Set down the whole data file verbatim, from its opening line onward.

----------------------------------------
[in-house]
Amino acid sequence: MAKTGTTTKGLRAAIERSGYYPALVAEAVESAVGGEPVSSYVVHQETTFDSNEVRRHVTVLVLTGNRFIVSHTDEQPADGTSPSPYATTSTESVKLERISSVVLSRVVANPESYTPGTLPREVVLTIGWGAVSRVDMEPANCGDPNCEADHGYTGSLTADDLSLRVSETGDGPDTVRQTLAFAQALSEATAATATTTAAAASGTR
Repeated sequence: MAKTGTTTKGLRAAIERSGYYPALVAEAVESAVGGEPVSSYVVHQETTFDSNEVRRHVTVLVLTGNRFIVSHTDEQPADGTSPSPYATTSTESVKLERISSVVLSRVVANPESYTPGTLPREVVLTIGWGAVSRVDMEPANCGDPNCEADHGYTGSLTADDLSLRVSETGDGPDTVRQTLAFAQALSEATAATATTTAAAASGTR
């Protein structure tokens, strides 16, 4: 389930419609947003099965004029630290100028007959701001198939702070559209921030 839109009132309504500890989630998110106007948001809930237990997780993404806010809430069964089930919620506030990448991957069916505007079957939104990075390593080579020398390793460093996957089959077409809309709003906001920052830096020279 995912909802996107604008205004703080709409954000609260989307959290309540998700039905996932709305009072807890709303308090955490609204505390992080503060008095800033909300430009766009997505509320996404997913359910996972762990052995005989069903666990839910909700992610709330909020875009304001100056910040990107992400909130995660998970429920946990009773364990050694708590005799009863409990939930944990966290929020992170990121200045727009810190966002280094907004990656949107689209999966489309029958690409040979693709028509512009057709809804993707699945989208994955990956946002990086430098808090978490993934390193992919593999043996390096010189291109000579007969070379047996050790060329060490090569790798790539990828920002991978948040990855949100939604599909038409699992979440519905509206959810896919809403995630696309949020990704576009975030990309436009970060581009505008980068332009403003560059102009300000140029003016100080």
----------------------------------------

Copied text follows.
[in-house]
Amino acid sequence: MAKTGTTTKGLRAAIERSGYYPALVAEAVESAVGGEPVSSYVVHQETTFDSNEVRRHVTVLVLTGNRFIVSHTDEQPADGTSPSPYATTSTESVKLERISSVVLSRVVANPESYTPGTLPREVVLTIGWGAVSRVDMEPANCGDPNCEADHGYTGSLTADDLSLRVSETGDGPDTVRQTLAFAQALSEATAATATTTAAAASGTR
Repeated sequence: MAKTGTTTKGLRAAIERSGYYPALVAEAVESAVGGEPVSSYVVHQETTFDSNEVRRHVTVLVLTGNRFIVSHTDEQPADGTSPSPYATTSTESVKLERISSVVLSRVVANPESYTPGTLPREVVLTIGWGAVSRVDMEPANCGDPNCEADHGYTGSLTADDLSLRVSETGDGPDTVRQTLAFAQALSEATAATATTTAAAASGTR
């Protein structure tokens, strides 16, 4: 389930419609947003099965004029630290100028007959701001198939702070559209921030 839109009132309504500890989630998110106007948001809930237990997780993404806010809430069964089930919620506030990448991957069916505007079957939104990075390593080579020398390793460093996957089959077409809309709003906001920052830096020279 995912909802996107604008205004703080709409954000609260989307959290309540998700039905996932709305009072807890709303308090955490609204505390992080503060008095800033909300430009766009997505509320996404997913359910996972762990052995005989069903666990839910909700992610709330909020875009304001100056910040990107992400909130995660998970429920946990009773364990050694708590005799009863409990939930944990966290929020992170990121200045727009810190966002280094907004990656949107689209999966489309029958690409040979693709028509512009057709809804993707699945989208994955990956946002990086430098808090978490993934390193992919593999043996390096010189291109000579007969070379047996050790060329060490090569790798790539990828920002991978948040990855949100939604599909038409699992979440519905509206959810896919809403995630696309949020990704576009975030990309436009970060581009505008980068332009403003560059102009300000140029003016100080």